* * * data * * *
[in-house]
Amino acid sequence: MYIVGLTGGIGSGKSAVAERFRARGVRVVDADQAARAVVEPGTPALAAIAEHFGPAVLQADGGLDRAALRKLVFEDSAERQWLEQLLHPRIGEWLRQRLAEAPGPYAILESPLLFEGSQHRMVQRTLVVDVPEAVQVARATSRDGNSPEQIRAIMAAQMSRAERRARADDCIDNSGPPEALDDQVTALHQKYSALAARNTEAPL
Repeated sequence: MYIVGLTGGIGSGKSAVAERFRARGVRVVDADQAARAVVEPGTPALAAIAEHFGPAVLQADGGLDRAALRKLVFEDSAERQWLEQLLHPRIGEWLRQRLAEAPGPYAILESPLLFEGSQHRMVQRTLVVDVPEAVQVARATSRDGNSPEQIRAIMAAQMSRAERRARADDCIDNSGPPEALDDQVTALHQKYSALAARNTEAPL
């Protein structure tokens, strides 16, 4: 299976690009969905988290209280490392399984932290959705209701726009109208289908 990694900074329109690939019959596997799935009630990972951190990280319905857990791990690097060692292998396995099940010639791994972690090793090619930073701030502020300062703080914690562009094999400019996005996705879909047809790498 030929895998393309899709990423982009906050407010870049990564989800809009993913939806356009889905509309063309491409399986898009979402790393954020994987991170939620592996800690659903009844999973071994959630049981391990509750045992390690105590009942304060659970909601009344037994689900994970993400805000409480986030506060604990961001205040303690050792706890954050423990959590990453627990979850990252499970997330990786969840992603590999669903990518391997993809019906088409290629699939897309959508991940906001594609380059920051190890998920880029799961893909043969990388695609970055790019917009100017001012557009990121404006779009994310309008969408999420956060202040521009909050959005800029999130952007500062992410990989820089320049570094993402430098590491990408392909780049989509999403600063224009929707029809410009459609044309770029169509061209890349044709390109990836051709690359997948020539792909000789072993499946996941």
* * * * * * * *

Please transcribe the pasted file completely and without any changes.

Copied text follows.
[in-house]
Amino acid sequence: MYIVGLTGGIGSGKSAVAERFRARGVRVVDADQAARAVVEPGTPALAAIAEHFGPAVLQADGGLDRAALRKLVFEDSAERQWLEQLLHPRIGEWLRQRLAEAPGPYAILESPLLFEGSQHRMVQRTLVVDVPEAVQVARATSRDGNSPEQIRAIMAAQMSRAERRARADDCIDNSGPPEALDDQVTALHQKYSALAARNTEAPL
Repeated sequence: MYIVGLTGGIGSGKSAVAERFRARGVRVVDADQAARAVVEPGTPALAAIAEHFGPAVLQADGGLDRAALRKLVFEDSAERQWLEQLLHPRIGEWLRQRLAEAPGPYAILESPLLFEGSQHRMVQRTLVVDVPEAVQVARATSRDGNSPEQIRAIMAAQMSRAERRARADDCIDNSGPPEALDDQVTALHQKYSALAARNTEAPL
């Protein structure tokens, strides 16, 4: 299976690009969905988290209280490392399984932290959705209701726009109208289908 990694900074329109690939019959596997799935009630990972951190990280319905857990791990690097060692292998396995099940010639791994972690090793090619930073701030502020300062703080914690562009094999400019996005996705879909047809790498 030929895998393309899709990423982009906050407010870049990564989800809009993913939806356009889905509309063309491409399986898009979402790393954020994987991170939620592996800690659903009844999973071994959630049981391990509750045992390690105590009942304060659970909601009344037994689900994970993400805000409480986030506060604990961001205040303690050792706890954050423990959590990453627990979850990252499970997330990786969840992603590999669903990518391997993809019906088409290629699939897309959508991940906001594609380059920051190890998920880029799961893909043969990388695609970055790019917009100017001012557009990121404006779009994310309008969408999420956060202040521009909050959005800029999130952007500062992410990989820089320049570094993402430098590491990408392909780049989509999403600063224009929707029809410009459609044309770029169509061209890349044709390109990836051709690359997948020539792909000789072993499946996941």